Newspaper Page Text
w ... S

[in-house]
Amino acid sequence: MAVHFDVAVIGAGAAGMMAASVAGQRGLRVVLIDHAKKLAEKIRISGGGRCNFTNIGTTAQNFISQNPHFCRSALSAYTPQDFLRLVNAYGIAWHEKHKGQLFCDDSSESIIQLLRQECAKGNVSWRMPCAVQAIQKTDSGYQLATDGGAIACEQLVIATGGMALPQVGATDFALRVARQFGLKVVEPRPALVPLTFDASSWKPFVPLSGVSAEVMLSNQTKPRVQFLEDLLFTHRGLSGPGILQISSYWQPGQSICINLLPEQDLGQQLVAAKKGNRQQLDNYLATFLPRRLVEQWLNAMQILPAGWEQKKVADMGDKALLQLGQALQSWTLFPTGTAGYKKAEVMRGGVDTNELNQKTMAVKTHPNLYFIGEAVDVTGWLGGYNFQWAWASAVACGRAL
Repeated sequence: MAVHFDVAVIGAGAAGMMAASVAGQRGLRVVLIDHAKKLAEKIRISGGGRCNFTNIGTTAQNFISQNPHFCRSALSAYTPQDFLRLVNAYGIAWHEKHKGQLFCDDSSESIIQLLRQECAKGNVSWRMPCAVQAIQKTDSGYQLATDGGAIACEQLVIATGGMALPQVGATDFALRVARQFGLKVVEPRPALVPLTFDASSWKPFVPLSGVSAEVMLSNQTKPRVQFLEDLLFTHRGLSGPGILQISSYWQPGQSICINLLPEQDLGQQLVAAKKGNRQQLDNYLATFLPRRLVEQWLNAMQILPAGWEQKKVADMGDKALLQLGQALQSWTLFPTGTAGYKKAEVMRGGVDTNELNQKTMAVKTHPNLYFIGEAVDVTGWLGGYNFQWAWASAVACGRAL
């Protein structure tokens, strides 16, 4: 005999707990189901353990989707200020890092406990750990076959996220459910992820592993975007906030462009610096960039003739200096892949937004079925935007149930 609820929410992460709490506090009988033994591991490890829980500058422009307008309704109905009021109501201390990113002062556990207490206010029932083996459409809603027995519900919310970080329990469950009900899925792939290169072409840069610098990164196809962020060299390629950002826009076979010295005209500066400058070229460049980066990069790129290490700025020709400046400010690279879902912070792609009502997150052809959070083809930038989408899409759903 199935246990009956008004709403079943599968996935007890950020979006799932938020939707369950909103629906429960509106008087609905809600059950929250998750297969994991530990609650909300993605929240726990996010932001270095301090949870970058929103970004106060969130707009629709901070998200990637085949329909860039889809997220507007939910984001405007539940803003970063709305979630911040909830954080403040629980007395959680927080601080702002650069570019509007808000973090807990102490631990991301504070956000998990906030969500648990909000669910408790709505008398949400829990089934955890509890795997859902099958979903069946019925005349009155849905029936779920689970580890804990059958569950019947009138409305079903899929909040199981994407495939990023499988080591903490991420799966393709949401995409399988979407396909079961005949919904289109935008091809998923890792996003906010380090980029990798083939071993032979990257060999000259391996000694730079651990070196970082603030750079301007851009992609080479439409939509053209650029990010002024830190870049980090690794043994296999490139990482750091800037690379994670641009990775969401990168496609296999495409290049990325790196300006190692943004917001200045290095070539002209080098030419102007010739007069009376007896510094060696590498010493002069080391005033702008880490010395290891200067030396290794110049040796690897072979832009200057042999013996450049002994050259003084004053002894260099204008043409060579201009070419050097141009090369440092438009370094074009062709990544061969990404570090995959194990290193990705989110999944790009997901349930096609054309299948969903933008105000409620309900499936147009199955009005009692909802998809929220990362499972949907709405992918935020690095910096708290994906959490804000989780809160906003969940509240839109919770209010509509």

fi , f 9 I yoiTTxXVII.ISrO. 56. weather Partly cloudy; warmer. SALT LAKE CITY, UTAH, TUESDAY MORNING-, JUNE 9, 1908, 14 PAGES FIVE CENTS. H i' ! TAFT IK GIVEN ! IK MP JOLT I Proposition for Compromise on f Louisiana Delegation Gomes as Big Surprise. j! HURRIED ADJOURNMENT ' TAKEN FOR CONSULTATION Senator. Bradley Tells Tail's 1 Manager lie Is-Weary of J His "Brace Game." fl! CHICAGO, Juno 0. A few' handfuls hSfof r-and were thrown into tlio cylinders if! of the Tnfl. political machine late to fHday. So far everything that has f forao up has been baud led quickly land decisively by tho Taft men, but pllodsy, from their own membership, lies mo 11 proposition 10 divido the ffkuisinna delegation with the oppo miiion, tontine both Taft and anti-Taft H delegations with a half vote each. The If proposition in itself did not come as rjra surprise, but the number of members foMhe National committee who favorpd .the movement created some conster ination in the Ta'ft. camp. The friends llcf the Secretary of War on tho coni Itiaitteo brought about an ad.iourniuent Kiithcr than permit a vote to bo taken Kttodar. f Before the Louisiana ease, which in 'jYolvpf four delegat.es-at-lnrgo and fourteen' district delegates, is brought h( ho a vote tomorrow noses will be sharp ly jr. ly rnnntod. Members of the com fit. ii witter who have been ardent Taft wail importers, but who have shown a dis 'position to yield to the appeals from f the allied forces to compromise in tho I Si irioterest of harmony, will be subjected u. ,-Jio pressure from Washington. To allow M ttimo for this was the purpose of the lt Jsudden adjournment today. f Hitchcock Still Stubborn. ' i Manager Frank Hitchcock announced fw atonlght that there will be no com Am 'promise He is determined to fight Ifortbo ceating of the delegations in Iff JMrocted for Secretary Taft, and de fU t dared that he will insist that the com- tnittcepass upon all contests. To settle ffi Ithcm in an' other way. he said, would "b unfair to the delegations themselves. M He expressed the opinion that the com 'S jv mittce should not shirk the responsi ble iiMlity of sitting in judgment nn the mi jsmuof every eontest, and in this view f fh i; supported by practically every hyf wamitteenian of the West and South, WMi tid nianv from the. North. Jjj. TI1U3 far contests have beeu settled a0f ifcn the States of Alabama, Arkansas, fkllMidn, Georgia and Kentucky, and iJljUMe nas been no division of the com 21'Bittec in disposing .of any of them. " 3 , ? reason for this has been the rule iS4 denies a roll call on any ques- jjjtf n'wn unless it is demanded by twenty sWmber3, and the anti-Taft people hav'e ( .jt that number on tho committee. The in lrewtion for a division of contesting 2 ;jle(;atious hns become more frequent lifom day to day. ? Lodge for Compromise, j? political maneuvering bv such mE toolbars of the "Old Guard" of Sen ft3 lm .Crane, Scott and Penrose and 3t K0B,mcnian Hart of Iowa and Mill ed fm of Kansas has not been with- tf (oat effect. The growth of the com wrfj Ijjonuse suggestion was noticed by the flSffl .llft men, but thev were not dis- Jj "bed hv it until' late todav, when 12- Wy ,Iearue(1. to their surprise, that J f'1" or a division in Louisiana lit flavored by Senator Lodge of Mas ,10 ;,husetts and Gen. Powell Clayton of .3J k-irlcansjis. sJ L Hasty conferences wero bold by the i--" members of the committee dur- 3, lllc hearing ofthe Louisiana, con "S the decision was reached that J L . " w,8e t0 adiourn until thev ( ll:tvtailJ011 exactly whero thev slood. cw,l!r5, waH Allowed. Mr". Uitch DlnMr ca"S Seeretarv Tafl in Wash LEzton. Charles V. Tafl, brother of tho .JMJrtrctary,, ,;,! some telephoning and -f'tfrapninc on his own account. K. tfl?B'VUnc,ao: XorUl Carolina and C. A. of Tcxas. and some others, also .lB:V """W11"" w'"ut tlm effect of the messages will bo cannot be ac tgM' told until ufter the vote to - ttv,r',Iail!,t-,or Hitchcock feels that irtBfcen? r mr(; al st;il;o in lie uinvti iMtli ,. : '"Promise in Louisiana li&WMr?,m!lTB on 11,0 surface. Similar rS, 2-m;uiii from Mississippi. fl&p' rlh r-''li'. Oklahoma. &I VTri In, Uro,lnlna' Tennessee, Texas and & & Th. t,le:i for :L compromise J.p ,iffilann ls b;,8e'1 0,1 thc argument jPlrtSt nCKro 'I'lfstion is involved and g W.r' rpcniiitioii that would ap M S11 -"p"ro vo,(,''i f tho South f" ! ,)PfCven the Poraker delegation. -m A'10 contests mentioned the "3 on '"volved with the race ques- Jm Many VotCs involved. Mi i"E miock takes tho posi SWn !W' ,lUlt- 1,11 ot U,u Taft ,4vm Zn r ''"wd." there being &ith SohS 0es o" 1,10 'legation from ;?f-"t or thlr lnvn1,Vf,,l ' tl" HOltle gif. '8tltCa LlTK coitlosts from Southern Jdati. h-,t rC f,c,Upd- T,l '''"ft men t "4. "ft? tiiov , ... tlu'v lllak'5 concessions jlif '-tv aS , m V c?,w,,!t fu'rlucr demands, if'tio of 1?1t,frm,nUo prevent thc in- r- thinc ; "VMiM,,,1"c wwlKe, if such Sit L possible, fife!11 tPni fi-J.,,CS0 ':"nr fro111 Florida. JmHBtV-Y. Thou1'1 an'1 eSt fro'" Kon wcrc. "tests , :T?,e"U th,. Vf "'V111100- Tll settle- M inorc ill.fcMin ",kv 'fs ongendered ork. cp ,lie comnuttou began its ann0rBratl1 Active. 9fo J.Wdal ,rs 'aiov of Kcntnckv ap- I'SmClff, thS- a.'rbaukB 2?eMy Boltlil l,itrieL was . . uincr than tho views pi-wcnt-r Conlmucd 0U PagQ Two ; SHOT PHYSICIi 10 AVENGEHEB HONOR Young Russian Nurse in New York Private Hospital Kills Prominent Doctor. SAYS SHE WAS VICTIM OF CRIMINAL ASSAULT Suit in Court Failing, She Takes the Law Into Her Own Hands. NEW YORK, Juno S. Sarah Koten, tho younq trained nurso who lured Dr. Martin TV. Auspitz to a house in Har lem last night, by a false telephone call, and shot him to death after she had laiu in wait for him for many hours, declared today that sho had no regrot for her act. "I shot him, but J did not murder hin" sho said in a cell in tho polieu station, as sho explained tho summons to appear in court. "T. killed hini be cause ho wronged mo aud then refused I to help me. 1 tried to punish him in I the courts, but found myself powerless. My father and mother' arc dead, so I had to protect my honor myself." . Tho Unwritten Law. There seems little doubt that when thc ease agaiust the girl goes to trial a jun once more will have an oppor tunity to pass upon tho "unwritten law," or the justification of murder un der certain circumstances. Sarah Koten presented a most de jected appearance when sho was ar raigned in Police court, far different from tho defiant young woman who sur rendered herself to tho police last night. She wept incessantlv . oho was remand ed to tlie. Coroner, who will' hold an in quest. Miss Koten wept as she 1 old her storv in. thc Coroner's court. She said sho came to America from Knssia six months ago and secured a position as nurso in Dr. Auspitz s pnvato hospital last November. Dr. Auspitz, she declared, visited herroom in tlio hospital and as saulted her. When she found that sho was to become a mother, she said, the doctor suggested a criminal operation, but she refused to permit it and left the hospital. Friendless and Penniless. "E had no friends and no money,"' said Miss Koten. "1 was vcr' poor and could not got work because of my condition. 1 procured a lawyer and had Dr. Auspitz brought before thc Court of General Sessions. My witnesses wero discredited and everything went his way. After he was acquitted I was advised to go to the District Attor ney's oflice. Thero the assistant Dis trict Attorney told mo that inasmuch as the case had b'cen tried there was nothing more to be done." Here the young woman broke dowu, wept, and piilled her hair, striking her breast with hor hands. "Then," she continued. "T decided that if 1 could not get justice in the courts T would be my own avenger. T could havo killed him in his own home, but f feared to do that Jest I should injure some one else. So L decided to call him into that hallway. I waited and waited and then he came. 1 fired the shot." A legal representative of a Jlobrcw organization was in court to look, after tho woman's interests. Coroner Ilar burgor held Miss Koten without bail io await the inquest. OFFICIAL INQUIRY INTO EXPLOSION ON TENNESSEE SAN PEDRO. Cal.. Juno 8. Tlio hoard of inquiry appointed by Rear Admiral Uriel Scbree to Investigate tlu- accident on the U. S. S. Tennessee Friday morning will not compicto its work until tomorrow night or Wednesday morning. Tho hoard, which is composed of Ca.pl. C. K. Fox, command inp the cruiser South Dakota; Lleutenant-Comrrmnder C. M. pflley, of the U. S. S. Maryland, and Lieutenant J. G. Robry, chief engineer of thc South Dakota, and Hoot engineer of thc Pacllic squadron, is making a thorough Investl gjitlon of all phases of the aeeldent. Many members of the crew who were in 'the vicinity of boiler room N'o. ?, at th; boiler tube burst and survivors of the explosion havo been "xamincd. Tlio board has made an ;.vainlnation of the boiler room and the defective tube. An Important witness was Lieutenant -Commander Ashley L. Robertson, chief engineer of tlio Tennessee, who was in eliargo of the engine and tiro rooms of the Tennessee at tho time of tho acci dent. When thc board hns completed Its inquiry'. Its report will bo forwarded to the Secretary of thc Navy at Washing ton and its findings will be made public after Inspection thereof. PRICES OF MEAT TO BE AGAIN ADVANCED CHICAGO, .luno 8,U was an nounced todav bv thc Chicago uackcra. because of a shortage of cattle and canned meats, that tho price of beef and canned meats will be increased. An official of Armour's, discussing the situ ation, said todav: "There will bo no great advance in prices. Thero is a shortage of cattle, but wo don't expect it lo last long." Gets Heaviest Fine. PORTLAND, Me.. June S. A fine of $10,000. the maximum penally, was paid In the I 'tilled States District court to day by George F. Tony, tlie Van;iville mall order house proprlotor. The sen tence was ImpoKfid recently by Judge Halo for conspiracy to defraud the government of postage on second -clu.; mail matter. Train Robbers Foiled. PORTSMOUTH. Ohio, June S. -A bold attempt was made last night to rob the Chesapeake & Ohio passuiiger train from Cincinnati. At Fierbrlck. four miles west of hero the bolts were removed from a switch and tin- stand partly torn down. The train was mopped In time to pre-' vent an accident. Robbers' Assault Fatal. LINCOLN'. III., June S. Frank Froror, millionaire bank president and coal mine owner, died today from the effect of an assault by highway robbers March 0. The robbers secured $.'1000. Two of the robbers are now In Chester peni tentiary and a third Is in Jail awaiting trial. j- HH'MII'HHI 1 1 m IHlH"-H'lHIl-I-I,''I '. IHH, v T X A Glimpse of tht Government Assay Office With Fussy Jimmie in Charge J 1 I ;F " " &' T ;-.'v.. j ,p 00 MUST tplk CZssZsy' 'r0ll ' v 1 : 4 business- y ' ' -Z 5 Xe I T JL f, ' r jTA. RNDf RSoM yj& 1 I j Gotes&9SRCE , fUe. m I 'J t loM-ricRu fl&moRRraRs 7 SW M J i i fCfihPfllfrA Pl??-kl6 'I T 1 .'.. . 1 MURDERER B1LLEK l DOOMED 10 HANG Governor of Illinois Refuses to Interfere; Execution Set for Next Friday. SPRING .FIE L D , 111., .Tunc S. Gov ernor Deacon today, ou recommendation of the state board of pardons, de cided not to interfere in thc case of Herman Billek, under death sentence in Chicago for murder. Thc execution is scheduled to tako place next Friday. Billek is a Bohemian fortune teller whose conviction was declared from tho pulpit of St. Mary's church bv Iiev. P. J. O'Callaghan of tho ".Paulist Fathers of Chicago to be' the result of perjured testimony due to suggestion and intimidation "on the part of the prosecuting attorney and police. Tho accusation against Billek was that through the agency of a Mrs. Vzral, who afterwards committed suicide, he murdered in Chicago the woman's hus band and four of the Vzral children. The alleged motive was to get life iu suranco money. CONDEMNED MAM" WEEPS WHEN TOLD OF FATE CHICAGO, June S. When the news of the decision of the pardon board und Governor Diyieen was taken to Billek, he collapsed and cried bitterly. "Well, of they are going to hang me, let them go "ahead," he said, dry ing his eyes. "T am ready. 1 don't care so much for myself, but J do care for the sake of my wife and children.'' All effort on the pari of Jailer Davis lo calm the. prisoner met with slight re sult, and Billek, after being taken back to iiis cell, threw himself on his cot and wepl. Assistant Slate's Attorney Popham, who prosecuted Millck. declared: "The decision of the governor aud the board is eminently just. Billek is a cold-blooded murderer, if thero ever was one," MPvS. BREWSTER ASPIRES TO ROYAL SOCIETY SJOrX FALLS. S. 1).. June S.--Mrs. Franklin Brewster, whoso husband is a millionaire of Rochester, N. V., has been granted a divorce hero aud left today for the homo of hor son iu-law, Senator Freelinghausen of New .Jersey. Mrs. Brewster has said here ihat. she might marry an attache of the King of Greece.. Her daughters. Mrs. Ashton Knight of Paris and Mrs. Freeliii'--hausen, were present, at tho Grecian court at the time that Mrs. Brewster met. the court, official. If she marries him she will become a lady in waiting to tho Queen. STATE TAKES CONTROL OF MONTANA PENITENTIARY P.UTTR. Mont.. June 8. The State board of prison commissioners at Helena today abolished the prison contract sys tem, taking over from Conley k M- I'agtie, the former prison contractors, their peni tentiary equipment at Doer Lodge, on a IcasB of $I1!0I) a year, appointing Frank Conley warden, a I a salary of ?:i000 annually. Treaty Ratified. WASHINGTON, June 8. Lloyd C. Grlscom. American embassador to Rome, today telegraphed the Slate department that the municipality of San Marino had ratified an extradition treaty with tho United Gtutes. . Index to Today's Tribune I r I Departments. Pago v j- .Editorial - :- r Society ii Mines i .J. Markets 7 -J ! Intel-mountain 10 - Domestic. Taft men on Rupubllcnn Nn- r tlonal committee get 11 severe I Jolt 1 l- Young Russian nurso kills New v I- York physician to avenge her ? n honor L I- Railroads of country will not In- 4- s- crcaso freight charges at pros- i- cut 1 4. Murderer Ulllek of Chicago -; must hang next Friday 1 v Flood situation in Kansas und 4 v Missouri 2 4. 4. Latest developments In political 4. v circles 2 .j. 4- President names members of 4- 4 committee to study conscrva- 4. 4- tlon of National resources.... S 4" 4- :- I- , Local. 4 4 Elder Curtis of Reorganized 4. 4- church In debato at Murray.. 1 ! 4- A few Democrats vote at prl- .j. 4 marlcs 11 4. r Council lu brisk but ordinary 4. 4 meeting li .J. 4 John Walsh, walking across tho 4- ! continent, arrives in Salt 4. 4 Lake u . 4 Col. Isaac Trumbo, California 4 4 capitalist, sued for divorce a 4. 4 second time , n J. 4- City Engineer Kelsey returns 4 from the East 11 4. Snorting News. 4. 4 Olympic committee selects ath- 4. r letes to represent tho United 4- 4 Stales H IBIcycIe races at. Salt Pnlaco U .. 4. Policemen will play ball game 4. 4- on Walkers field 11 4. 1; t 4 KILLS BEAUTIFUL WIFE, THEN COMMITS SUICIDE CLEVELAND, Juno S. Charles P. Corleti, a prominent architect and head of tho Corlctt Engineering company, killed his wife, Elizabeth, and then ended his own life In a hotel in AVllloughby, a Cleveland suburb, tonight. Tho double tragedy ls said to have been tho result of Jealousy. Mr. and Mrs. Corlctt were well known In Cleveland society and for live years have resided at the hotel. Mr. Corlctt was In Cleveland most of tho time, how evor, going back and forth two or throo times a week. The couple havo had ser ious quarrels lately. It Is said. Tonight shortly after Corlctt returned from Cleve land three shots were heard by tho guests. When the hotel proprietor burst in thc door ho found Mrs. Corlctt dead upon the lloor. Near by was tho almost breathless body of her husband. A 10 volvor lay near his outstretched hand. Tlie man died a few minutes later. There wan u bullet wound In tho dead woman's temple and another In her breast. The husband had shot himself onco In tho forehead. Mr. Corlctt fas 38 years of ago. his wife four years younger. She was n beautiful woman. 0 t4MM"IIIHHHH'4j4-4-HI- 4- 4. 4 ONE NEW BATTLESHIP 4. 4 TO BE NAMED "UTAH" 4. 4 WASHINGTON, June S. ? 4 Secretary Motcalf today an- 4- 4 nounccd thnt the iwo now bat- 4- 4" tloships authorized at the last session of Congress would bo 4 4 named Florida and Utah, rc- 4 spectivcly. 4 4 He said that the next battle- 4- 4- ship authorized would bear tho 4- 4 name of Wyoming. Tho name 4 of tho monitor Florida will bo 4 4 changed to that of somo city 4- 4 in that Stale. These announce- v 4 incuts wero made after a confer- 4- 4- enco botween tho President and 4- I- the Sccrelarj'. 4. i FIENDISH EFFORT 10 FIRE CROWDED CHURCH Cathedral Is Ablaze While Con gregation Kneels in Prayer; Priest's Coolness Saves. BERLIN. Juno S. 'An attempt was mado today to burn down the old St. Paulas Catholic church at Moabil. belong ing to tlio Dominicans, which was crowd ed with people assembled to hear a ser mon by tho famous Dominican monk, Ronaventurl. About 1S00 persons were present, including more than a thousand women and children to hear the mass. While the congregation was kiicollng in silent prayer some ono Informed Father Bonavuntitrl that tho church was afire. Without informing tho congregation ho coolly stepped over to the priest who wjus celebrating mass and' requested him to close the service. Tho priest left tho altar and spoke to his assistants, who walked down the aisles and whispered to the pewholders thut an Inslgnlflcnnt blaze hud broken out and that they had bet ter leave tho building as soon as pos sible. At this tlmo tho entire roof of tho church was a mass of flames, and tho lire brigade was hurrying to tho burning building. Those in the church, not know ing the extent of tho fire, fortunately did not realize their peril, and on the clergy's request mado their exit rapidly and In an orderly manner. When they reached the streets they found the llremon drawn up with ladders against the walls. The lire lighters dis covered that nearly a dozen firebrands, soaked with petroleum, had been distrib uted about the outer parts ' of tho roof. Tho Humes wore extinguished with dlfll culty aftor great damage had been done. The pollco suspect a gang of Incendi aries, who. it Is slated, set lire to the old garrison church, which was de stroyed on April li last. The ilromen declare that only the cool ness of the clergy today prevented a great disaster. SECOND TRAGEDY IN COUNTY SEAT FEUD MUSKOGEE. Okla.. Juno S. Tho sec ond tragedy of tho Mcintosh county scat war was enacted tonight when General Dunlap, who was guarding thc courthouso in ISufauIa. was shot and killed In a hall way In tho third story of the building. Ed C. Julian. County Clerk of Mcintosh county, Is charged with the murder, and the Sheriff and deputies have started for Muskogee with thc prisoner. F. M. Woods was shot and seriously wounded by Joo Parmcntcr In a couutv seat quarrel hero last night. Tho evidence against Julian is circum stantial. People In tho rear of the hotel saw him rush to his room after three shots wore tired. A mob searched the hotel and found him In u room alone, When the room door was opened Julian begged that ho bo protected from mob violence .Mack Hart, a traveling man, who occupied a room adjoining Julian's, says he saw Dunlap come to Julian's room and call him. Whllo throe shota wero ilrod but one took effeel, striking Dunlap In the forehead. Tho dead man was appointed a doputy yesterday to guard the courthouse. Por years he had hen a peaco ofllcer, having served under former Marshal liennctt In Indian Territory. Julian was elected County Clerk last fall. BIG STEAMER WRECKED: MANY CHINESE MISSING HONGKONG. Juno 8 Thc British steamer Pow An. running between Hongkong. Canton and Macao, struck on a rock off Lantao island last night, and Is a. total wreck. Eighty natives are missing, bill all the European pashcngorB and officers of tho steamer were rescued. The Pow An was a twln-sciow steam er of 2.1I10 tons, built at Glasgow, and belonged to tho Hongkong, Canton &. Mnrun Steamboat coinnai'.v. LimlliuL. . - ROADS ILL KOT Present Financial Depression Prevents Boosting of tho Freight Rates. SHIPPERS OF MIDDLE WEST AYE RE ALARMED Interstate Commerce Commis sion Has Been Busy Correct ing Some Wild Rumors. WASHINGTON, June S. No general incroaso in freight rates is likely to be mado by tho railroads of tho country in tho near future, if it is to bo made . at all. At a recent meeting of presidents and operating officials of important railroads held in New York it was tho consensus of opinion that it would bo undesira ble, if not absolutely impracticable, to put into effect at this time au increase of freight rates. Tt was pointed out that the proposed increase, in a time of depression, would lend rather to increase freight stagna tion than to stimulate freight move ment. Such a result would bo of only additional disadvantage to tho carriers, tho opinion being general that it would not induco increased revenues. Improvement Perceptible. Most of tho officials who attended Ihe meeting indicated a belief that rail way business conditions wero improv ing. Tho freight rovenucs and tho passenger revenues, too show a nota ble increase in the last month over the preceding threo months, and a geaeral revival of business in all industrial branches was reported from overy part of tho country. Tho judgment, was expressed that if business conditions did not. continue to show improvement it would bo neces sary for the railroads to adopt somo method for protecting the interests of their stockholders. Only Iwo methods aro suggested: An increase of freight rates, and a decrease in wages of em ploves. Tt is quite certain that neither will be resorted lo before tho first of next October, and some officials belicvo it will not bo necessary even then to resort to either of tho methods namod. Startling Humor Circulated. Tn sonic unaccountable way tho re port became general among shippers, especially iu the Middle West and the South, that the President and the In lorstato Commerce commission had given their approval to the suggested increase in freicht rates. Bi;ardles9 of tho improbability of such approval, or the iuofliciency of it if givon, several shippers have written to ho members of the commission protesting that the rates be not increased. Tho members havo spent a good deal of timo trying to set their correspondents right on thc matter. While tho commission has no power under tho law lo prevent tho es tablishment of such rates as the rail roads seo lit to put into effect, unless, after due hearing, tho increased rates should be found to be excessive, unrea sonable, or unjust, it would be equally impossiblo and ina- ropriate for it to givo its approval to any proposed in crease of rates. Tho commission crosses such bridges as that, when it reaches them, and not before. Of course, when, if ever, tho increase of rates is made, it will be very care fully considered by tho Interstate Com merce commission, perhaps on its own initiative, without waiting for a formal complaint from shippers. HUGHES KEEPS UP FIGHT ON GAMBLING ALBANY. N. Y.. June S. Governor Hughes sent to tho extraordinary session of tho legislature tonight his special mes sage recommending for consideration "the onactment of suitable legislation for the prevontlon of race track gambling." lie also recommends tho enactment of "suitable legislation with regard to dis eases of cattle, especially tuberculosis." Forty-live Senators, more than a quo rum, wero in their seats when the roll was called in the upper house, but Sena tor Foclker was not present. His vole Is apparently of the utmost Importance to the fate of the antl-gamhllng legisla tion recommended by the Governor. "The Issue has been chirly presented." says Governor Hughes to the legislature, "whether tho interests of those who wish to maintain gambling privileges at race tracks shall be considered paramount to the constitution of thc State. It Is an Issue which has been clearly dellned and Is fully appreciated by the people. It cannot be obscured by a discussion of tin propensities of human nature. Race track gambling exists not because It ls hidden or elusive, but as an organized business, shielded by legislative discrimination. Tho law which professes to prohibit H, protocts It." GRAFTING POLICEMAN SENTENCED TO PRISON NEW YOP.K, June S. Charles J. ITausler, a former policeman, was sen tenced today to not, les3 thau threo nor more than four years in prison for com plicity iu thc theft of jowclry worth $2500, which was stolen bv Sadio Papps, a manicurist, from Mrs. Benia min F. Knowles of Brooklyn. Ilauslor and the girl pleaded guilty and Uauslcr admitted having pawned tho jewelry. The judge suspended sentence against Sadio Papps on the ground that sho had been misled by Uauslcr. GOOD TEMPLARS GREET . PRESIDENT ROOSEVELT WASHINGTON'. June S. Tho inter national eonvontion of Good Templars today decided to hold thc next trien nial mootiug at Hamburg, German v, iu 1911. Tho dcleeates visited tho White House this afternoon and wero received by President, Hoosovolt. Killed in Sham Battle. RROOICINGS. S. D.. June S. Robert Watson, a student of the South Dakota State college, was so seriously injured In a sham battle al thu college. Friday that death resulted yesterday. Watson was captain of ono of tlio militia companies of tho college which wero entertaining ex cursionists. - r. ELOEHS MATCHED IN I STHEtllfOUSJD E BATE 1 Who Is the Legal Successor of H the Prophet Joseph fl MURRAY MEETING HOUSE 'f I SCENE OF THE POLEMICS I Elder Curtis of Reorganized ; Church and Elder Eades of ' ! Utah Opponents. 4 jj What promises lo bo an interesting debato and will throw an illuminating j H light on Morinonism, commenced at the ) H Second Ward mceting-houso at Murray h H Monday night, tho subject being tho W H legal succession to thc presidency of the 1 Mormon church, the affirmation being l taken by Elder J. F. Curtis of the I?c- ! organized church, Provo, and tho ncrra- ; ' H live by Jacob A. Eades of West .Tor- dan. The debate will continno for four 'j .H nights and the contentions at issue are:, j H "Resolved, that Josoph Smith, presi- , j fl dent of the Reorganized church, i3 the h 'M legal successor of his father to tho ? 'H presidency of tho Chuych of Jesus f H Christ of Latter-day Saints." and. sec- oiid, "Resolved, that Brigham Young was tho legal successor of Joseph Smith, ;H the martyr, lo the presidency of tho , -M Church of Jesus Christ of Lallor-day I )H Saints." S The former proposition was debated . H Monday night aud will bo agaio Tue3- ' H day night. Thc church was crowded 1 with" the adherents of both sides aud ( order was maintained. Somo difficulty ;l was experienced in sccuriug a chairman ; .H upon whom both sides could agre,o, buc p fl eventually Principal Smith of thc Ccn- fj tnil school at Murray was agreed upon. 'H The rule of debate was that Elder Curtis opened with a thirty-minuto it H speech for thc affirmative, followed by -i a speech of similar length by Elder ' I Kades for the negative. Then in tho i same rotation each speaker was again , iH given thirty minutes. M rS Curtis Invokes the Law. 's Elder Curtis opened by stating that it the basis of evidence was the Bible, ,H H Book of Mornian and Doctiue and Gov- j H enants. He" held that by legal succes- ' siou was meant a lawful succession, and H in support of this contention ho quoted : from the Doctrine aud Covenants and ' H proved tho following qualifications: $ H That whoever is thc legal successor -r must be appointed of God; that ap- 1 H pointment must be by revelation: that fi H revelation must comb through Joseph H Smith, the original prophet; and then ' ' i lH thc man must be ordained by the high 1 H council or general conference aud must teach tho law of tho church. f B Elder Curtis held that Joseph Smith I H was anointed and ordained bv iho pa- H triarch and that his blessing was also 1 nut upon tho head of his posterity aftoi ' H him; not. on anyone else. Ho quoted ' from James Whitehead, who testified at 1! JjB Nauvoo, HI., in 1S4:?. that Josenh Smith K H selected his son as his successor. John f. Taylor, Willard Richards. Whitney and V others, including Whitehead, were pros- 'IH ent when this was done. Ho was . H anointed at that meeting and was pub- :H licly designated bv the prophet as hia ; H successor, the latter unon being asked n 'H saying. "There is your leader," point- H nig to his son. H Joseph Fulfilled Law. M After the death of Smith thero wai li -H division in Iho church. Thc teachings A ,H which were introduced had a tendency H to divide tho members of tho church and 1 H different individuals sprung up as lead- H ors; but. tho true leader can onl- b J H the legal successor when he comes in H perfect fulfillment of every portion of H the law. Josenh Smith. was previously k H ordained to office. He was apostle bo- ; -H fore president of the high priesthood. 'H At Ambov. Til., in 1SG0 ho was or- H dained president of tho high priesthood, ', iWM which carries with it the presidency of H tho church. Young Smith lulfillod every " .H requiromeul of tho law and Elder Cnv tis challeged anyone to provo whero one provision had not been complied with. Eades Sorry for Curtis. .H Elder Iiades followed Curtis. He said J jH he wauted to be courteous to his op- & H poncnt. "I am sorry for him in his I " H darkness." said he. "I thought he J -'H was going to prove something to us H this evening, but he has failed so far." ) ,1 Kldor blades read copious extracts t H from a book compiled bv B. JT. Roberts, 1 H purporting to be a history of tho Re- : j H organized and conUaining many ex- ! -H ccrpts from tho Saints' Herald, lie $ based his argument on this alleged 3 notation from tho writings of Presi- If out. Smith of tho Josc)hil.o church: 1 l "Whenever individuals claiming au- thority in thc church as first organized ('. left the church and became me.inbcrs i ol any other church they immediately r became divested of all authority." tM lie contended that the revelation was 1 that the original prophot was to hold the keys "until he be taken if ho abides in me." Josoph had been sot .M apart before his father was taken from i the earth contrary to tho revelation. Did Joseph abido in God? asked tho 1 speaker. Tho answer is invariably , "yes." When did ho have a chanco m -M to" appoint his successor? No one else ! could be appointed successor oxoent , through him. Was tho powor over taken f from him'? No; it never was taken from -M him because he was faithful to the last. ' 'H Elder Curtis did not put it in this light k I becauso it was detrimental to his cause. ;k Pair Woather Friends. 'M ! Iilder Eades held that the twelve .1 apostles forms a quorum equal iu au- ! thoritv to tho first presidenc'. Tho j 'M first quorum of seventies also had equal i ''H power. So thoro were three avenues of. escape from destruction i.u the event ' of tho disorganization of the first presi dency. lie then went into the origiji of the reorganized church and said their 1 i'H president had no authority, and never ' did have, lie dilated at length on the pari A. V. Gourloy and Jason Briggs ' "M took iu the organisation and character . 9H ized them as "fair weather friends," J because they did nol follow Brigham Young into tho wilderness. Ho scouted the idea of Joseph Smith conferring on .Couthiuod on Paxro Twa.